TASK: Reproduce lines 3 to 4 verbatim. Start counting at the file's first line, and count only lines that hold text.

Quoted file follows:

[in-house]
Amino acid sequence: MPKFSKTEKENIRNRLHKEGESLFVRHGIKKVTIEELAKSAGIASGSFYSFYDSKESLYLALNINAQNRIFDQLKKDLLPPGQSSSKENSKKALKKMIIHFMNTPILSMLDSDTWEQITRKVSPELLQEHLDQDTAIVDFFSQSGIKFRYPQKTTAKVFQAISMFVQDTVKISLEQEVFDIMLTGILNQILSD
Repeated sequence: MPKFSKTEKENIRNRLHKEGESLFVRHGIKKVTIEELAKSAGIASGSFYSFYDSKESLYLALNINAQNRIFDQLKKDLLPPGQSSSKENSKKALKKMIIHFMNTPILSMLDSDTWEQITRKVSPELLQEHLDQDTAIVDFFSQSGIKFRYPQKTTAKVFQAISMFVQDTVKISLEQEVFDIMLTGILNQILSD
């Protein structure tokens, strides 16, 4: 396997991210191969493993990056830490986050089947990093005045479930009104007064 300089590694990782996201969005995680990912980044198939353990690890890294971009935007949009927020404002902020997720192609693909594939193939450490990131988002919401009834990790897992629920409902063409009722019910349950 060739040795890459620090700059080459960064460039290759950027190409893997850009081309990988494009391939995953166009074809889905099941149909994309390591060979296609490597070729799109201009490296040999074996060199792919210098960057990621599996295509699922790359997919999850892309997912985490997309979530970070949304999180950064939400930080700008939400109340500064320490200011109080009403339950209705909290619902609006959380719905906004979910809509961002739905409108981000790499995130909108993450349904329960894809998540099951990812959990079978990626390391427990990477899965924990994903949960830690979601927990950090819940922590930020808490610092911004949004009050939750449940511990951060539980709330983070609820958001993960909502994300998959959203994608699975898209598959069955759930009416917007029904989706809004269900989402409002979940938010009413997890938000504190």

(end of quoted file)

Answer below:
Repeated sequence: MPKFSKTEKENIRNRLHKEGESLFVRHGIKKVTIEELAKSAGIASGSFYSFYDSKESLYLALNINAQNRIFDQLKKDLLPPGQSSSKENSKKALKKMIIHFMNTPILSMLDSDTWEQITRKVSPELLQEHLDQDTAIVDFFSQSGIKFRYPQKTTAKVFQAISMFVQDTVKISLEQEVFDIMLTGILNQILSD
């Protein structure tokens, strides 16, 4: 396997991210191969493993990056830490986050089947990093005045479930009104007064 300089590694990782996201969005995680990912980044198939353990690890890294971009935007949009927020404002902020997720192609693909594939193939450490990131988002919401009834990790897992629920409902063409009722019910349950 060739040795890459620090700059080459960064460039290759950027190409893997850009081309990988494009391939995953166009074809889905099941149909994309390591060979296609490597070729799109201009490296040999074996060199792919210098960057990621599996295509699922790359997919999850892309997912985490997309979530970070949304999180950064939400930080700008939400109340500064320490200011109080009403339950209705909290619902609006959380719905906004979910809509961002739905409108981000790499995130909108993450349904329960894809998540099951990812959990079978990626390391427990990477899965924990994903949960830690979601927990950090819940922590930020808490610092911004949004009050939750449940511990951060539980709330983070609820958001993960909502994300998959959203994608699975898209598959069955759930009416917007029904989706809004269900989402409002979940938010009413997890938000504190």